This Woman Hasn’t Used Money in 17 Years. Here’s How She Lives
Penny Hoarders know the importance of saving money and living frugally.
But have you ever imagined what your life would be like if you gave up money entirely?
It might sound completely impossible, but German psychotherapist Heidemarie Schwermer proves it’s not.
She’s lived without using even a cent... for 17 years.
How to Live Without Money
When she was 53, Schwermer decided to forego money and material possessions for a full year.
After setting aside 200 euros (about $226) as an emergency fund, she canceled her lease and gave away everything she had, except for a few daily necessities and a change of clothes.
“After my apartment was emptied, I jumped around for joy,” Schwermer says.
She then began a bartering lifestyle, exchanging psychotherapy sessions, window-washing services and other household help for room and board in a number of private homes.
Once the year was up, Schwermer’s experiment was still going strong -- and she was happy with the freedom her new lifestyle afforded her.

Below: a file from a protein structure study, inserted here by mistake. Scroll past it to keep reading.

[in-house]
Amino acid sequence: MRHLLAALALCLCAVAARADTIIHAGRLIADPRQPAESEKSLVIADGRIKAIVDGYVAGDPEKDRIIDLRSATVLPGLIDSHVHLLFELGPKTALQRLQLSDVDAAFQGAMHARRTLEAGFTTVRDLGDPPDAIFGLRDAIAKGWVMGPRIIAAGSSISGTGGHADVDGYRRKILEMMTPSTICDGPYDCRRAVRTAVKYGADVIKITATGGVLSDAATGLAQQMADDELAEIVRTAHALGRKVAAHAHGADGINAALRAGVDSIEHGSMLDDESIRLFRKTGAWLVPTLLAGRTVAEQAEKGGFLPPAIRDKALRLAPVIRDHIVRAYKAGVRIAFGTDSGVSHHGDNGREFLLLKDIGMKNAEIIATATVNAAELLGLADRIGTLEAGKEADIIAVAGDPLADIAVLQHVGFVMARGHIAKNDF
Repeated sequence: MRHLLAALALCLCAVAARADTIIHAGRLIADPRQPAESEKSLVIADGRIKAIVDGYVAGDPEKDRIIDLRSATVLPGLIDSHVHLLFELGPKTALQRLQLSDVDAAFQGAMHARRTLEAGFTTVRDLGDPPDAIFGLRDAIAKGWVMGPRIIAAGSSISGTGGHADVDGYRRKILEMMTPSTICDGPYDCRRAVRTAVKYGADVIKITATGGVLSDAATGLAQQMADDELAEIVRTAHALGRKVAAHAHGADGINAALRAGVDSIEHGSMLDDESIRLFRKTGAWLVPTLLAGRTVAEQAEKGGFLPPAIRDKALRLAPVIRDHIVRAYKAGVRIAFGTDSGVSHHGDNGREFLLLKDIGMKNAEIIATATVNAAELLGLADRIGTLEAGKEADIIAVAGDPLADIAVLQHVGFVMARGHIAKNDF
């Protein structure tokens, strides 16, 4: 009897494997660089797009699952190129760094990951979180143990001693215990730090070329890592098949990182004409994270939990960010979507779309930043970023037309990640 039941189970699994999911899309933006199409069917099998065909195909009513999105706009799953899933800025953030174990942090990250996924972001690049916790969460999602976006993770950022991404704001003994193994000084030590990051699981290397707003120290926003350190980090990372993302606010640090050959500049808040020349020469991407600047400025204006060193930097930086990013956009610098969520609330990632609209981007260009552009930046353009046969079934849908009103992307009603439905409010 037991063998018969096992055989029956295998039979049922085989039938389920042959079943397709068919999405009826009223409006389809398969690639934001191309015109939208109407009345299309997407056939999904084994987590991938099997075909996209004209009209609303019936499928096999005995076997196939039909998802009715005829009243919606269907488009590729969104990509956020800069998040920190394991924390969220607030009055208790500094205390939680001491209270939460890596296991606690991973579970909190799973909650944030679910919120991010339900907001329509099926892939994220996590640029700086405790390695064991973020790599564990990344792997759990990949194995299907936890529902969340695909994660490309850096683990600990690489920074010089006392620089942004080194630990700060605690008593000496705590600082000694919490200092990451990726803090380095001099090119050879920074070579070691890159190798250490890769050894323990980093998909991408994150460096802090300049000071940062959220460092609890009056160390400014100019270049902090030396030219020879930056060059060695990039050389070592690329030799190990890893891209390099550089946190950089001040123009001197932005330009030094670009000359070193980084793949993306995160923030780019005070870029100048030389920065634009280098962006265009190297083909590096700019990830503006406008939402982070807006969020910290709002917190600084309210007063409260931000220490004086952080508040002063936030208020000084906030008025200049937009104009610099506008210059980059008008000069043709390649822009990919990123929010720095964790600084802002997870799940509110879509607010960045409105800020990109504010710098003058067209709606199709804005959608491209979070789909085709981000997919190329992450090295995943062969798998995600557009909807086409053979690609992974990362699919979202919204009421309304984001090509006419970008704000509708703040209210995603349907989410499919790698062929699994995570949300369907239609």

So she kept it up.
Now, she’s 70 years old… and still hasn’t touched her 200-euro emergency fund.
Can Money Buy Happiness?
Today, Schwerner stays busy giving lectures and consultations to those curious about how to live without money.
In exchange for her wisdom, she’s been offered lodging, food and often, free travel.
She’s also the subject of the 2010 documentary “Living Without Money,” which has been screened more than 300 times in 30 countries.
Schwermer’s story is a fantastic reminder that in the end, money is just a utility -- a key that unlocks your freedom to travel, move to a different city… or, yes, make a purchase.
But if you take the time to figure out what you value and what makes you authentically happy, you may discover you don’t need money to get what you really want out of life.
Your Turn: Would you give up everything you own to live without money?
Jamie Cattanach (@jamiecattanach) is a staff writer at The Penny Hoarder. Her creative writing has been featured in DMQ Review, Sweet: A Literary Confection and elsewhere.